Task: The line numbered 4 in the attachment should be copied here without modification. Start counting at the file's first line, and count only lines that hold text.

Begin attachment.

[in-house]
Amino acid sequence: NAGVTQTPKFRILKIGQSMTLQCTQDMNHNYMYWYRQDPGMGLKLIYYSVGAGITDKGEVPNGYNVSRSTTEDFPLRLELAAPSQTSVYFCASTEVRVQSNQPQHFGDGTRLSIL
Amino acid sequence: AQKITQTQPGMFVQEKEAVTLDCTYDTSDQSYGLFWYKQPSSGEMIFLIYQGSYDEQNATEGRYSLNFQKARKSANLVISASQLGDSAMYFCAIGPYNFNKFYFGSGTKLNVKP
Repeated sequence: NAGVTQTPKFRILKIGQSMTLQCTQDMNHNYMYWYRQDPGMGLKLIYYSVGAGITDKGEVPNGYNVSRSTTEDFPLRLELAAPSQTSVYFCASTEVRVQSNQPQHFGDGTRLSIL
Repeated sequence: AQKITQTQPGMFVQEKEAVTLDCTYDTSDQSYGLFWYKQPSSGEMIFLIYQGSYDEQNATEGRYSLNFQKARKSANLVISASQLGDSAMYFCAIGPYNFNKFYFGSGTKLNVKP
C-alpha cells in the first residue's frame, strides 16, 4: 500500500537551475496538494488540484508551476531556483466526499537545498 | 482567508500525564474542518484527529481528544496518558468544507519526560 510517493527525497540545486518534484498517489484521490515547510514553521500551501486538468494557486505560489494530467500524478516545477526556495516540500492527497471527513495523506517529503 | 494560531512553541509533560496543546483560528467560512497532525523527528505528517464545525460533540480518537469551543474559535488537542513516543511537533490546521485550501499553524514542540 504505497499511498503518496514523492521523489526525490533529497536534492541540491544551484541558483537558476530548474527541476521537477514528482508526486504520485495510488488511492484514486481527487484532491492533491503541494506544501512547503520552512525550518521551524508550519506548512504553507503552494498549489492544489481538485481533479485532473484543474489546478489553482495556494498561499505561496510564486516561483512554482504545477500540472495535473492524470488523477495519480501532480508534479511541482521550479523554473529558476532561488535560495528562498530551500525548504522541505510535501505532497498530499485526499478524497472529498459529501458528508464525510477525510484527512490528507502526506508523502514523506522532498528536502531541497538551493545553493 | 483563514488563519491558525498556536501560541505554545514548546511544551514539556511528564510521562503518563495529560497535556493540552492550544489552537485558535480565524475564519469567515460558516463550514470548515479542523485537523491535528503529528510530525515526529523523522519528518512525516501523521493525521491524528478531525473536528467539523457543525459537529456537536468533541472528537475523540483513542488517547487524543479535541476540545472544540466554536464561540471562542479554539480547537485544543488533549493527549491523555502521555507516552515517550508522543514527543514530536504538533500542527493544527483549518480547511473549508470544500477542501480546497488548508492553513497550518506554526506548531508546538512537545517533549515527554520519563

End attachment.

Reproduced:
Repeated sequence: NAGVTQTPKFRILKIGQSMTLQCTQDMNHNYMYWYRQDPGMGLKLIYYSVGAGITDKGEVPNGYNVSRSTTEDFPLRLELAAPSQTSVYFCASTEVRVQSNQPQHFGDGTRLSIL